This blog tracks updates to the Blood Sugar 101 Web site.

Friday, June 19, 2009

Drug Makers Study Shows Avandia Odds of Serious Heart Failure Worse Than Russian Roulette

Page Changed: Actos and Avandia: Dangerous Diabetes Drugs

Added link to published study in the Lancet (reported previously at the ADA Scientific Sessions).

Rosiglitazone evaluated for cardiovascular outcomes in oral agent combination therapy for type 2 diabetes (RECORD): a multicentre, randomised, open-label trial. Philip D Home, et al. The Lancet, The Lancet, Volume 373, Issue 9681, Pages 2125 - 2135, 20 June 2009. doi:10.1016/S0140-6736(09)60953-3

This study found that the risk of "Heart failure causing admission to hospital or death" was much higher in people taking Avandia, and that the incidence of "Heart failure causing admission to hospital or death" was extremely high.

Sixty-one out of 321, or one out of every five people in this study who were taking Avandia, ended up in the hospital or dead thanks to heart failure. In the control group the incidence was 9 out of 100.

One in five is worse odds than Russian Roulette.

And this study was completely funded by the makers of Avandia.

Remember in reading this that Actos, the other TZD drug, has also been linked conclusively with causing heart failure in younger patients who had never shown signs of it before taking the drug.

Heart failure is a class effect of the TZD drugs and a very dangerous one.

I find it interesting that they lump "hospitalization and death" together rather than breaking out how many people died as a direct result of heart failure attributable to Avandia. You'd want to see how many deaths due to heart failure occurred in the control group and compare that number to the deaths from heart failure in the Avandia group.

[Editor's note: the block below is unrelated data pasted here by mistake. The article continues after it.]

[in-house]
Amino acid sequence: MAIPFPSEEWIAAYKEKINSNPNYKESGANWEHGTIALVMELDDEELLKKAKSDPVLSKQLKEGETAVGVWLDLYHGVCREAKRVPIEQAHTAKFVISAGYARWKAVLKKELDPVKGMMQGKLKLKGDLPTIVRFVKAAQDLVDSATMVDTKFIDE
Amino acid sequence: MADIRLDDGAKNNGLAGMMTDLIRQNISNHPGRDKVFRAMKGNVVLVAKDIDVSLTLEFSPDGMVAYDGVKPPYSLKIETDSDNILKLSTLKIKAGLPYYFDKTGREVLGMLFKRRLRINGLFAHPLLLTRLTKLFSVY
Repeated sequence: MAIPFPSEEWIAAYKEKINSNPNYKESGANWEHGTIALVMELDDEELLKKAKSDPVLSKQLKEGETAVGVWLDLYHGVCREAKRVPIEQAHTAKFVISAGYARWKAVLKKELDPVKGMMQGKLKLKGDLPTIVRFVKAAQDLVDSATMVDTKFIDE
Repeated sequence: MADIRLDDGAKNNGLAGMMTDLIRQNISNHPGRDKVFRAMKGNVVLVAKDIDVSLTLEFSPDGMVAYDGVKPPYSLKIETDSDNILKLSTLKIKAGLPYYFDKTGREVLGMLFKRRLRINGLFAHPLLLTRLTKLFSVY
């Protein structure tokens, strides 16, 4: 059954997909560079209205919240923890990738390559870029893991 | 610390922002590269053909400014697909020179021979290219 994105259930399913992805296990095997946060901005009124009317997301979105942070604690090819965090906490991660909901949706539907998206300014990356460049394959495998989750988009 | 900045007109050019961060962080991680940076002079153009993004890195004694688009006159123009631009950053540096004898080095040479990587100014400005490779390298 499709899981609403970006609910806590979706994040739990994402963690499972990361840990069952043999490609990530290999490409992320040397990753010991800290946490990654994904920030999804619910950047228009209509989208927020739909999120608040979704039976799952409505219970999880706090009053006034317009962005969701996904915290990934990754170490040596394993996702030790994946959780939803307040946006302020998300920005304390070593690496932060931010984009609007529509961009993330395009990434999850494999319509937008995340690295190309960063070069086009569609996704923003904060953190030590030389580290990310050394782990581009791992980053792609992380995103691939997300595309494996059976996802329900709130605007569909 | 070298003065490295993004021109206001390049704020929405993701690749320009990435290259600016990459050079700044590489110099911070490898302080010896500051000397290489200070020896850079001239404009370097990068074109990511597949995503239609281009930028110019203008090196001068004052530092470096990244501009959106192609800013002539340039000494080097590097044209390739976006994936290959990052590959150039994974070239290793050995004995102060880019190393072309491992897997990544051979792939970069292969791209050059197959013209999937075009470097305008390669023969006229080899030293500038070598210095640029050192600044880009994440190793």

But since the study was published by the drug maker, that is one data analysis you are not likely to see.

Thursday, June 11, 2009

Confirmation of Causative Link of Avandia and Actos to Fractures and Heart Failure

Page Changed: Avandia and Actos: Dangerous Diabetes Drugs

Added information from three new studies, two presented at ADA and one described in Science News based on German publication which confirm these drugs double risk of heart failure and cause fractures in both men and women. The German study explains the underlying mechanism by which Avandia and Actos cause heart failure. Stimulating PPAR-gamma turns out to change the way the heart metabolises fats in a way that weakens heart muscle.

Health Clamis Database Suggests Byetta Doesn't Cause Pancreatitis

Page Changed: Byetta

Added information from Medco study presented at 2009 ADA sessions showing no increase in incidence of pancreatitis in a large population of those taking it compared to a huge population of controls.

Monday, June 8, 2009

Changed Layout

Pages changed: Most

I have tweaked the Blood Sugar 101 site page layout to put ads in a column down the side and below the text rather than at the top where there were a bit annoying. I've been meaning to do this for a while, but it required more code tweaking than I felt like doing until now, since this site runs on a site host that shares code with other customers.

Let me know if you run into any problems with page display that I might not have caught viewing the site on my computers.

Thursday, June 4, 2009

Metastudy Documents Metabolic Advantages of Ketogenic Diets

Page Changed: Studies Studies Proving The Safety and Efficacy of the Low Carb Diet

Added link to metastudy published in 2005 documenting the effect of the very low carb, ketogenic diet on various metabolic markers including leptin.

Cardiovascular and Hormonal Aspects of Very-Low-Carbohydrate Ketogenic Diets. Jeff S. Volek and Matthew J. Sharman. Obesity Research (2004) 12, 115S–123S; doi: 10.1038/oby.2004.276

Also added warning note to readers explaining that many recently published diet studies making claims of the inferiority of the "low carb diet" define the "low carb diet" as a diet containing anywhere from 120 to 180 grams of carbohydrate a day, an amount far higher than most people with diabetes can process.